Keizo MIURA WAS living a dream as he glided down the snowy slope. The clouds had lifted and the powder was deep and light. With him were loved ones and close friends. Had he not known better, he might have been in heaven.
But this was earthly reality and it brought a smile to his weathered face. Miura, who may have skied more than anyone on Earth, had not only lived to be 100, he was celebrating that milestone by making tracks down one of his favorite mountains, negotiating the fall line with the prowess of a youthful veteran.
His great-granddaughter calls him "ultra-grandpa." He felt powerful, alive.
Angling his skis to form a wedge, he slowed his descent so the younger skiers, his great-granddaughter in particular, could keep up. When they reached the bottom, they raised their ski poles and reveled in the moment.
Miura was supported by four generations of family and nearly 150 friends, many of whom had accompanied him in late February from Japan to Snowbird Ski Resort in Utah. The site was selected for the reunion because it is Miura's favorite place to ski. On this particular day, he said it was the best powder he had ever experienced. "The magic of skiing is that the snow is different each time I go," he said.
But his actions said more: Age is not the barrier some believe it to be. This kind of exercise, in settings so pristine, is beneficial to both body and soul. "Skiing isn't really the reason for my long life," Miura said, speaking through a translator. "The reason for my long life is my passion for skiing."
A crowd applauded the venerable skier when he reached the bottom of the run, spanning 3,000 vertical feet. Among those in attendance was former President Jimmy Carter, who called the family "a true inspiration to not only the people of the United States, but to the entire world."
Miura was born in Aomori, Japan, on Feb. 15, 1904. After graduating from what is now the University of Hokkaido, he joined the forestry bureau and became manager of its ski club. His first skis were wooden planks and he wore army boots smeared with petroleum jelly as waterproofing. At 51, he retired and spent even more time skiing. Though he keeps no records, he says he has averaged 110 days annually on the slopes since he took up the sport 79 years ago -- that's 8,690 days, or nearly 24 years of total time on the slopes.
With him for the commemorative run on Feb. 28 was his 71-year-old son, Yuichiro, who starred in the 1975 documentary, "The Man Who Skied Down Everest." Yuichiro last year became the oldest person to summit the world's tallest mountain. His sons Yuta and Gota joined in the conquest. Gota competed as a freestyle moguls specialist in the 1994 and '98 Olympic Games.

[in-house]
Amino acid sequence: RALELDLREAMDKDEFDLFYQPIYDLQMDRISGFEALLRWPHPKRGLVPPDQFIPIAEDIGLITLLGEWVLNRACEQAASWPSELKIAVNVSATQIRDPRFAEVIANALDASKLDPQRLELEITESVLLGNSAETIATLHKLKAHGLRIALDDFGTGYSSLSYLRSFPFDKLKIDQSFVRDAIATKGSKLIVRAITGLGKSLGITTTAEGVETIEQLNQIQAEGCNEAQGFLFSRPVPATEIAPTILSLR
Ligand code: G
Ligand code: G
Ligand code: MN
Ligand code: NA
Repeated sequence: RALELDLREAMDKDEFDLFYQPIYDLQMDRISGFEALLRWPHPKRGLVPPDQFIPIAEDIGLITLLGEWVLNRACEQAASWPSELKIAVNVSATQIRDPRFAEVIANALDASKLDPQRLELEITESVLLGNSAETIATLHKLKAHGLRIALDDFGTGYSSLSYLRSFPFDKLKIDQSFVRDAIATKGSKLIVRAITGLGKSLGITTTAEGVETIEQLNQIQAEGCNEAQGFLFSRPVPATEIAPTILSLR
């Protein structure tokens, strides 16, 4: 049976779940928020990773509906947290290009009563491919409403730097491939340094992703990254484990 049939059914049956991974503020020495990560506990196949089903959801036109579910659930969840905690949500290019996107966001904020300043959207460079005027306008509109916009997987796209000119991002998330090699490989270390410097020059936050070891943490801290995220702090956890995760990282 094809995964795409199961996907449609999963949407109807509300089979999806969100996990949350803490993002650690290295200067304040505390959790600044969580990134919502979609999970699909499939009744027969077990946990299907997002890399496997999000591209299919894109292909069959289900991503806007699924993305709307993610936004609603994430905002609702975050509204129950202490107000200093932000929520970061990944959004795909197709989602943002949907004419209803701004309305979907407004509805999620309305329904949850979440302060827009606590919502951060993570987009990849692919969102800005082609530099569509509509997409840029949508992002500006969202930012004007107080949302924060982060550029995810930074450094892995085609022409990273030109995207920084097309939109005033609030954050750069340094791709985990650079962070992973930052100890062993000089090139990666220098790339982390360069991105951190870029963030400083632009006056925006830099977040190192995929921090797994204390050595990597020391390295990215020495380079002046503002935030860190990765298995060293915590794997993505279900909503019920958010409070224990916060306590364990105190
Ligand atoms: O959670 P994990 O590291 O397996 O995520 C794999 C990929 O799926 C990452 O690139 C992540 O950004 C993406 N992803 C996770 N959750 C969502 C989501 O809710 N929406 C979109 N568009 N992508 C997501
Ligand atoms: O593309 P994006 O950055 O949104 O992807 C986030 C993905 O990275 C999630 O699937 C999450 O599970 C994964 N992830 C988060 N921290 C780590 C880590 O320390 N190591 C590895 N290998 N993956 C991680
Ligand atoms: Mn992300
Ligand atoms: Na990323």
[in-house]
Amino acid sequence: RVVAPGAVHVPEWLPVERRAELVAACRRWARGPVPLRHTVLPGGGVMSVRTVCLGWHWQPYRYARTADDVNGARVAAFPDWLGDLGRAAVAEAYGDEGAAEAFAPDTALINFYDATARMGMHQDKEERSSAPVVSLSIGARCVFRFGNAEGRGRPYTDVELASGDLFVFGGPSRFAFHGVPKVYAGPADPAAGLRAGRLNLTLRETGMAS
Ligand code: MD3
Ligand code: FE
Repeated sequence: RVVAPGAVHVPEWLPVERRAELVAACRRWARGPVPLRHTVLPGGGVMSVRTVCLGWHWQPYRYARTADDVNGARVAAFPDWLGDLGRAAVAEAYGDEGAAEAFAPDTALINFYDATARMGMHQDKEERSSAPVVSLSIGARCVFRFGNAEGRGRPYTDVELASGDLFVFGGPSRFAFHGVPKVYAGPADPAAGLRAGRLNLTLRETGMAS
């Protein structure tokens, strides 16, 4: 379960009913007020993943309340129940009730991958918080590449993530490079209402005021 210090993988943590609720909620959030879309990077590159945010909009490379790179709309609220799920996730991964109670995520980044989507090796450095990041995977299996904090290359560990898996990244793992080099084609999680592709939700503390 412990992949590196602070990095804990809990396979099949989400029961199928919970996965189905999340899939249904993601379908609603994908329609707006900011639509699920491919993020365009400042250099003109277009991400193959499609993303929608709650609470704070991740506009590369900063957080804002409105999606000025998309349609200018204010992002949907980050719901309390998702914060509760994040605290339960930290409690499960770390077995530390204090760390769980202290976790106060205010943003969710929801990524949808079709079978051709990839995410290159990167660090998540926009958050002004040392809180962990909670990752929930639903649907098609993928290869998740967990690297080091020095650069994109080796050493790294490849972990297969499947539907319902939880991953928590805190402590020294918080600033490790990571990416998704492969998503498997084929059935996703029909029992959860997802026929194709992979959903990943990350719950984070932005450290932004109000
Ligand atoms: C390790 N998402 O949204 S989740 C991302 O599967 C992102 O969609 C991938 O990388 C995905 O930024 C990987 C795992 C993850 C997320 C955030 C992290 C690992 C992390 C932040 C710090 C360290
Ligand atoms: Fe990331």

The whole family was on hand to honor their hero, their patriarch, and to reinforce that one man amounts to very little without family and friends. "I believe that my 100-year-old father is able to continue skiing because of the grand support he gets from friends gathering for him like this," Yuichiro said after the descent through eight inches of new snow.
Miura is a close friend of Dick Bass, the resort's owner and the first person credited with climbing the highest peaks on all seven continents. In 1983, Miura and Bass climbed Antarctica's Vinson Massif.
Miura's climbing days are over, but he vows to keep skiing until his legs or his heart give out. His granddaughter Emili said that while his eyesight and hearing are failing, he is otherwise in good health. His diet includes lots of fish and chicken prepared in a pressure cooker to soften the bones, which he eats for the calcium they provide.
On Feb. 15, the day he turned 100, he said, simply, that he felt "just another day older" and spent the morning skiing at Teine Highland Resort in Sapporo. When it was time for the celebratory run at Snowbird he was admittedly nervous, not so much because of the large gathering, but because he was beginning to feel rusty.
"He was relieved after it was over and he didn't fall because he hadn't been skiing in 11 days since he left Japan, so he was not really confident," Emili Miura said. "That's a long time for him."
It must have seemed like an eternity.
To e-mail Pete Thomas or read his previous Fair Game columns, go to latimes.com /petethomas.